PS when I finally translated my SCULL into VSA I was out several starting points from 127. In order to avoid actually learning the program I disassembled the skull and re-assembled it with the correct starting points. See pics…
 

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Discussion Starter #15
Now The Fun Stuff

I rebuilt the head from the ground up tightening every servo rod and nut I could find. I put a more beefy spring at the back of the head and set to work programming a small test.
The power supply was too weak 6V 500 mA so I split the power and added another 9 volt 1 amp supply just for the servos. This worked great. I then read that the servos will fry at anything over 6 volts so I dug out an old power supply I got at P.Auto . It said it could supply 5 volts at 15 amps. I hooked up my amp meter to see the stress on the servos. Tilt, talk and rotate were all about 200 mA but nod (remember buck is front heavy) was 700ma. Any way. I shot a quick and dirty video of it, just to prove I wasn’t lying about it actually working. I will post much better ones when I get it working better. I still don’t know what I am going to do with it yet.
 

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Hey Snap.

Did our office get that sample MrSkeleton Max Skull out to you??
Something about the post to Canada??
Let me know at [email protected].. or call at # below - recall our 3 Pc Skull exactly half the weight of the bucky skull but has the same internal landmarks for mounting...

Jeff Nix
MrSkeleton.com

678-776-8861


The jaw was trickier than I thought it would be. I forgot it had to be hinged. The internet had a site that said to use zip ties but I needed something more durable. I decided on the threaded rod wire 2 gauge. I drilled some holes in the scull and jaw and bent it inside so it would hold. It worked. The next thing was positioning the jaw rod. I eyeballed it and was out so the hole is ¼” too round. The inside of the skull cap had to be dremeled out. Then the thing that I had been ignoring since I started this whole project reared it ugly head big time….. THIS SKULL IS WAY TOO HEAVY!!! I needed to counter the weight or the servos would only last a few seconds. I drilled and tapped a spring to the back of the head. It’s not pretty but it might just work. Anyway here are some more pic’s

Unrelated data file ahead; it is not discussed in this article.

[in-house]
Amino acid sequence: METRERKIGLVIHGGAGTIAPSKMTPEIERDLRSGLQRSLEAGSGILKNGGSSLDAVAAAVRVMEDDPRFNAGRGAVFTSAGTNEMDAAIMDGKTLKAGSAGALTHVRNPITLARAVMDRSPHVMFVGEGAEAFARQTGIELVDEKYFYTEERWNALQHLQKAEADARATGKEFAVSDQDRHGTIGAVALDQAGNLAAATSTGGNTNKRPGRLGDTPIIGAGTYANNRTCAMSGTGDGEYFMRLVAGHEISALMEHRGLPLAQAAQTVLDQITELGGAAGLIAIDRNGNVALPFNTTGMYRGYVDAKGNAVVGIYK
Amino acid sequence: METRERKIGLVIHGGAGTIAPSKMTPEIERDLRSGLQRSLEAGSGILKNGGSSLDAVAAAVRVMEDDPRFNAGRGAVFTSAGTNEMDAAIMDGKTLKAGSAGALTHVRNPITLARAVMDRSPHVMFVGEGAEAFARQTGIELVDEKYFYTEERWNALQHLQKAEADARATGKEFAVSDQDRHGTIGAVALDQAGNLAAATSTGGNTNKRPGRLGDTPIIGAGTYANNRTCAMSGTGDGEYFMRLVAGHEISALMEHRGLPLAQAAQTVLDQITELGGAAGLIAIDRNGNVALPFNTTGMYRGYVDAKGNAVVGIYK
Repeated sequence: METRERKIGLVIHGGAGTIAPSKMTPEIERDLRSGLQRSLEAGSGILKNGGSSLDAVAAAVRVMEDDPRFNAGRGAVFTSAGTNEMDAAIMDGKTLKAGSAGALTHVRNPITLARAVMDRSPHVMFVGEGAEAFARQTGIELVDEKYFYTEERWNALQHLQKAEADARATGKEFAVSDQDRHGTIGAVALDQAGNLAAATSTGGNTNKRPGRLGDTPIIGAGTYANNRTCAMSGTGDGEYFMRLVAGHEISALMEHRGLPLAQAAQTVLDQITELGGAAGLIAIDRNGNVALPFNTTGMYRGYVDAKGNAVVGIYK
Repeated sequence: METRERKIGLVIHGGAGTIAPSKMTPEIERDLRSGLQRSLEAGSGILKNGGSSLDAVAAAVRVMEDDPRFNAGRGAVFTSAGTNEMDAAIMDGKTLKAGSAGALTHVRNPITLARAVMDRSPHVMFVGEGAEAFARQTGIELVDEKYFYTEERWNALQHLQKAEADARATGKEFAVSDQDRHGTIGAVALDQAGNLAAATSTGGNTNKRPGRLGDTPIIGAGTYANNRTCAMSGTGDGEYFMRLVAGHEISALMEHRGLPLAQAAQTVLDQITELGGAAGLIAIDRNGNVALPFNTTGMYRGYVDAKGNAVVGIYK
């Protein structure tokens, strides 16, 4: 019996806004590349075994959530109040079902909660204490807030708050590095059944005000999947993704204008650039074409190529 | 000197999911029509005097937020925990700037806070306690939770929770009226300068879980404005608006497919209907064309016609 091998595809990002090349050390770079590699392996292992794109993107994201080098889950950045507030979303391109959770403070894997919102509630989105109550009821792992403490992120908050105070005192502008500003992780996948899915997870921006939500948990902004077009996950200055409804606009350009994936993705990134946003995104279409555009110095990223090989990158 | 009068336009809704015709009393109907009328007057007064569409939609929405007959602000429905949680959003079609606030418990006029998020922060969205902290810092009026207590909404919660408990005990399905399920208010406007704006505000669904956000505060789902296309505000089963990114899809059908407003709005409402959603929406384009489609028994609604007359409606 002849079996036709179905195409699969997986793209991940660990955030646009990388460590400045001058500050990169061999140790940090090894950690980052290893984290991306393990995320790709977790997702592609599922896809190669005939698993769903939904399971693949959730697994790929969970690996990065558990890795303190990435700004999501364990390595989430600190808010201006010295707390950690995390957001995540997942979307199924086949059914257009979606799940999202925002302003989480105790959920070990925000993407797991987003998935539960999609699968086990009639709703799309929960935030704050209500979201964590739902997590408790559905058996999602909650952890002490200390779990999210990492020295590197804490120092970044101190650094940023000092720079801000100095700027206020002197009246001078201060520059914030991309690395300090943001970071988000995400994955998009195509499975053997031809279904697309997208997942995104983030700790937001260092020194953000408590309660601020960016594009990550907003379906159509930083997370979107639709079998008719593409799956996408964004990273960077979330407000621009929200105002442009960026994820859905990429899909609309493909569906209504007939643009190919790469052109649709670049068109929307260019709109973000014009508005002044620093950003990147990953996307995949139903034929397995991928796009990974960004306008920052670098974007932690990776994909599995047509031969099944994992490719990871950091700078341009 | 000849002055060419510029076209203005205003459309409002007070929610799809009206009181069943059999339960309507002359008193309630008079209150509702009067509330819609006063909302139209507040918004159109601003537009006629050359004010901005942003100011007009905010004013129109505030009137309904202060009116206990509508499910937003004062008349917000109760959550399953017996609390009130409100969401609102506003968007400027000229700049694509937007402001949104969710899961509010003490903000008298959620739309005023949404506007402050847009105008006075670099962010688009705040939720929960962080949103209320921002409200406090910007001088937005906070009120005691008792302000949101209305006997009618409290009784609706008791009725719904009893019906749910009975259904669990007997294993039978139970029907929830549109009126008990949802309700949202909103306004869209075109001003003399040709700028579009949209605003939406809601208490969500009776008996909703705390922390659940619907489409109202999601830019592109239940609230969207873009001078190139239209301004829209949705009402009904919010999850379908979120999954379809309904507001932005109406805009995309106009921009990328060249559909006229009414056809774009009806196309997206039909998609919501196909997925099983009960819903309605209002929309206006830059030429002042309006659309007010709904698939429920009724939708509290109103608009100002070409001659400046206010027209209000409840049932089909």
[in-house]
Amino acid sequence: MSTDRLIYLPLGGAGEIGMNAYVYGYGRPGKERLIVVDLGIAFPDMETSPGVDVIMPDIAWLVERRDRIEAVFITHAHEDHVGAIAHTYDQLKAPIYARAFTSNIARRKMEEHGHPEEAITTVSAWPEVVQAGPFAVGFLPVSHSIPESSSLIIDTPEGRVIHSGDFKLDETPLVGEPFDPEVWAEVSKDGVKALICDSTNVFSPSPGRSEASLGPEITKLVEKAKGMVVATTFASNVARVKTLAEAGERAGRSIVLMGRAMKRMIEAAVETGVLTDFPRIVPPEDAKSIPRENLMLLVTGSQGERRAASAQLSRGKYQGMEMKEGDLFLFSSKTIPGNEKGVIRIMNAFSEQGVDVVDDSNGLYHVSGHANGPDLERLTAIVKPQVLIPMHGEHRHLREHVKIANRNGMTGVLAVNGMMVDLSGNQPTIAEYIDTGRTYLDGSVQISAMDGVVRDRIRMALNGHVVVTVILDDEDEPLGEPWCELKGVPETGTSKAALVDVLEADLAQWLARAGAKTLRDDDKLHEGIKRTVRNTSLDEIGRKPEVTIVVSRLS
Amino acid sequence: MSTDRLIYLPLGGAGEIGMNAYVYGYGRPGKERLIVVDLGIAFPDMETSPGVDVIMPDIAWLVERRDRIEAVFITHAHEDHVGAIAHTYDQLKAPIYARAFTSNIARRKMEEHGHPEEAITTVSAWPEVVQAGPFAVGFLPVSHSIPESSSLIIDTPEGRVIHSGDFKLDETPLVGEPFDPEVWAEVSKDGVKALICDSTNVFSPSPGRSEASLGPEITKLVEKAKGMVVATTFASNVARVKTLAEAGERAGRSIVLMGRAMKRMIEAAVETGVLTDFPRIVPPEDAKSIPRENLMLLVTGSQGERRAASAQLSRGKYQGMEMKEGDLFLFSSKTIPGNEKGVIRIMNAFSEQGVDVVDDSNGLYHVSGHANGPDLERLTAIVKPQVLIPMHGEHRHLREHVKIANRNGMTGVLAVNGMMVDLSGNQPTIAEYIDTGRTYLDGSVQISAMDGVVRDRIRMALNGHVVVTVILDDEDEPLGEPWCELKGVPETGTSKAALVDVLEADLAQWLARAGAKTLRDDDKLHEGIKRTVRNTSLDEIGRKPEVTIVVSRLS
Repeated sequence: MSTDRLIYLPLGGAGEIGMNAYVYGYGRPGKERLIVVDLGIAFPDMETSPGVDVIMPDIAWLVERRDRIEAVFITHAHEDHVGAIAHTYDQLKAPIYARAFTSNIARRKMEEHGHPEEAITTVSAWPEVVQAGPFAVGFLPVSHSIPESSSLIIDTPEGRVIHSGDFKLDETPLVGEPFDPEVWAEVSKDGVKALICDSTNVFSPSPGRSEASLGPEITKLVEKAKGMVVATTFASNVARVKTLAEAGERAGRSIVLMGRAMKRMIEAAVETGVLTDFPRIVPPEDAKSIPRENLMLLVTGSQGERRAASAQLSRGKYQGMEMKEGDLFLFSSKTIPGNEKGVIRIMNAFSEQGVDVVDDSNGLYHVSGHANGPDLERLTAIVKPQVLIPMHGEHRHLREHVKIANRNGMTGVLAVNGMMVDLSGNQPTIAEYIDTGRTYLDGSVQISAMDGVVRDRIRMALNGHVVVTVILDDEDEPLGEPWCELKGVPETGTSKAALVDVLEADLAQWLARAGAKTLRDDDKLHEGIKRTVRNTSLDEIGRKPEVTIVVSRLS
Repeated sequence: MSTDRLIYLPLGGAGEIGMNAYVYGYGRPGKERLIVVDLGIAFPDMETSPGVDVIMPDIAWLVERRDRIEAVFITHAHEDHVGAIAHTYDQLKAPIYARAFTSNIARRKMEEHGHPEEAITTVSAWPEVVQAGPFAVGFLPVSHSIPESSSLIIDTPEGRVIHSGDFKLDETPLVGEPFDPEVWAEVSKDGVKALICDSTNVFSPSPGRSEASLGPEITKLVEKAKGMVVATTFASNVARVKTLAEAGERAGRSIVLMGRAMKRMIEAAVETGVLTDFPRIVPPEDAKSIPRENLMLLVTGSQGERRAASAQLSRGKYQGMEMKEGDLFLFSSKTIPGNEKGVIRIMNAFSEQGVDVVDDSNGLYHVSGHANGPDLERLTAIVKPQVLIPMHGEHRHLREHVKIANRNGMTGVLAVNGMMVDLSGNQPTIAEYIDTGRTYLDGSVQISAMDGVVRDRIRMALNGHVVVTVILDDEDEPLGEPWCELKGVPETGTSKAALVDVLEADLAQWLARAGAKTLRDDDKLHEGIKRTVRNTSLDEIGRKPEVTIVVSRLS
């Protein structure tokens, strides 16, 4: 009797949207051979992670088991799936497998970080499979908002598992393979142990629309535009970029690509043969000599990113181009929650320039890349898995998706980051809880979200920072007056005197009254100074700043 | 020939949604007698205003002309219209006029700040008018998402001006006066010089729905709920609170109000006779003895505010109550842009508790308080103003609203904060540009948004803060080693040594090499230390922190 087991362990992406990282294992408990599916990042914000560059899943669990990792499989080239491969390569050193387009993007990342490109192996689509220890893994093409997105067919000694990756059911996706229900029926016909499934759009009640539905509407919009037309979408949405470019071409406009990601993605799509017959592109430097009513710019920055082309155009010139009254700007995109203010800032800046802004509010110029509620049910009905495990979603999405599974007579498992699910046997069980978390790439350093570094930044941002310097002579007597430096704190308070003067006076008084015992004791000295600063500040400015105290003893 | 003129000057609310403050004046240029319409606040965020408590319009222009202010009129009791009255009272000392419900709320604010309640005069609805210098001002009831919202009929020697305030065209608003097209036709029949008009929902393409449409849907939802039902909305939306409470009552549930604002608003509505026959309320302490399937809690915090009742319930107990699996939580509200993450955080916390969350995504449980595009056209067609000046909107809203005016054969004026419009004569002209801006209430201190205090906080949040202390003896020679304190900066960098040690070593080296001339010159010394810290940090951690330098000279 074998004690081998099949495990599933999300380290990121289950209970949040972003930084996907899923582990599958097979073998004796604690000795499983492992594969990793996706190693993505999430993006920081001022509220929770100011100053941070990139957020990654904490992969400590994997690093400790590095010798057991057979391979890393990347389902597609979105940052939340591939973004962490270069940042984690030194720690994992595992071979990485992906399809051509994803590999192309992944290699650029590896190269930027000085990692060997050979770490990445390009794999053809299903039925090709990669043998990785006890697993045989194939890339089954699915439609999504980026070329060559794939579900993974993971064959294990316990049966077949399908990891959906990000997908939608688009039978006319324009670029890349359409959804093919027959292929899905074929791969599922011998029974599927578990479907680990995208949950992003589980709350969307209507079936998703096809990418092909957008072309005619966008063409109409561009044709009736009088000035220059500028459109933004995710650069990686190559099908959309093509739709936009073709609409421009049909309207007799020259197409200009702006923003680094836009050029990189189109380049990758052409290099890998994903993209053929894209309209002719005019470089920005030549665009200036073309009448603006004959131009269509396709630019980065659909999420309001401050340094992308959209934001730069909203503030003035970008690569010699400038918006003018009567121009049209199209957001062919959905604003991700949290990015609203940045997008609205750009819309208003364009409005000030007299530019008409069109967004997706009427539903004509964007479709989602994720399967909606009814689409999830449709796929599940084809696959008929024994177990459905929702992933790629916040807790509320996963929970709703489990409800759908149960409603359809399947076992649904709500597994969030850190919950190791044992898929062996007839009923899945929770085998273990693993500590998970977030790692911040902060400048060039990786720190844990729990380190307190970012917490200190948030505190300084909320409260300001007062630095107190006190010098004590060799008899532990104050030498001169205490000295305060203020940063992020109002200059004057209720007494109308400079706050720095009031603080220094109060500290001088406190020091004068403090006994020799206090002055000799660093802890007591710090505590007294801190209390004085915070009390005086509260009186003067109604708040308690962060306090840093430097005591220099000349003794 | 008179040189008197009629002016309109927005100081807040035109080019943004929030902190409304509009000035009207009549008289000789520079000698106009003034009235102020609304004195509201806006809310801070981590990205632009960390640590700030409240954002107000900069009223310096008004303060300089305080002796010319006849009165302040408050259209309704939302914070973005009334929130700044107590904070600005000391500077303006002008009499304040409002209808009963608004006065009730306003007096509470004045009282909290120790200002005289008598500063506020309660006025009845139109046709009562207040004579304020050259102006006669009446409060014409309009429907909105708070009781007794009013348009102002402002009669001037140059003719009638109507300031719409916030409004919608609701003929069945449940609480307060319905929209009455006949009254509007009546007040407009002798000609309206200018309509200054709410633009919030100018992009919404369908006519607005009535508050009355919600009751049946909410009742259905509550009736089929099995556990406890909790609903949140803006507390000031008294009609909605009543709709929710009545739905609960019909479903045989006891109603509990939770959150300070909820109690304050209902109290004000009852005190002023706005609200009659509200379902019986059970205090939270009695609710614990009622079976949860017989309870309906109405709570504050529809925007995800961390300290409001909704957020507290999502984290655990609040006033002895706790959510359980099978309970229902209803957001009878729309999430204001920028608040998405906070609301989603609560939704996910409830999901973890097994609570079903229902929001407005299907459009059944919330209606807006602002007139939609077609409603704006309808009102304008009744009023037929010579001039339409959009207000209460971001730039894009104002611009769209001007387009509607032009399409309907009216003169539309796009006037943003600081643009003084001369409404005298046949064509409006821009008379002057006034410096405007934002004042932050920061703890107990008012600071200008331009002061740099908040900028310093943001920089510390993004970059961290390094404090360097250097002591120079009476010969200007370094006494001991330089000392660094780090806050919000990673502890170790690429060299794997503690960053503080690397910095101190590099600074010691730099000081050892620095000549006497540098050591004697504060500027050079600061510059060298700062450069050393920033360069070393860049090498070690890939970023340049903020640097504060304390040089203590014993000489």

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Discussion Starter #18
YouTube Blocked Bucky

First of all thanks for the comments, MrSkeleton thanks again for the offer I just thought you were busy, and azdude I used DU-BRO E-Z Connectors and the adjustable horn that came with the servo (I included Pictures). I bought them at a Toronto Hobby store.. Now about You Tube. I spent the better part of an hour syncing Uncle Buck to the classic song Mana Mana from the Muppets. It was actually funny and showed the whole range of motion. I didn’t do the whole song just the first part. I taped it and downloaded it to YouTube. To my surprise they disabled the audio because of copyright laws. This was not the latest pop song it was a 30 year old Muppet skit. Oh well back to the drawing board. I will post the video when I can figure a way around this with a different sound bite.
 

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Looking good, here is how I got around You Tube, I use Photobucket. The account is free and I haven't had any problems with them at all. All you do is upload your video to your account then download it to here! There might be easier ways to do it but I'm not real good at all the uploading pictures and videos, I have done some but it took me a while to do it. LOL!!
 

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Good Work Snap!

SNAP!
Good 'work, cant wait to see the next one with our new design skull.. It will post to you by Friday!

Thanks,

Jeff Nix
MrSkeleton.com
Jeff Nix – Atlanta GA-USA
678-776-8861
MrSkeleton on Facebook
YouTube - mrskeletondemos's Channel


othe
First of all thanks for the comments, MrSkeleton thanks again for the offer I just thought you were busy, and azdude I used DU-BRO E-Z Connectors and the adjustable horn that came with the servo (I included Pictures). I bought them at a Toronto Hobby store.. Now about You Tube. I spent the better part of an hour syncing Uncle Buck to the classic song Mana Mana from the Muppets. It was actually funny and showed the whole range of motion. I didn’t do the whole song just the first part. I taped it and downloaded it to YouTube. To my surprise they disabled the audio because of copyright laws. This was not the latest pop song it was a 30 year old Muppet skit. Oh well back to the drawing board. I will post the video when I can figure a way around this with a different sound bite.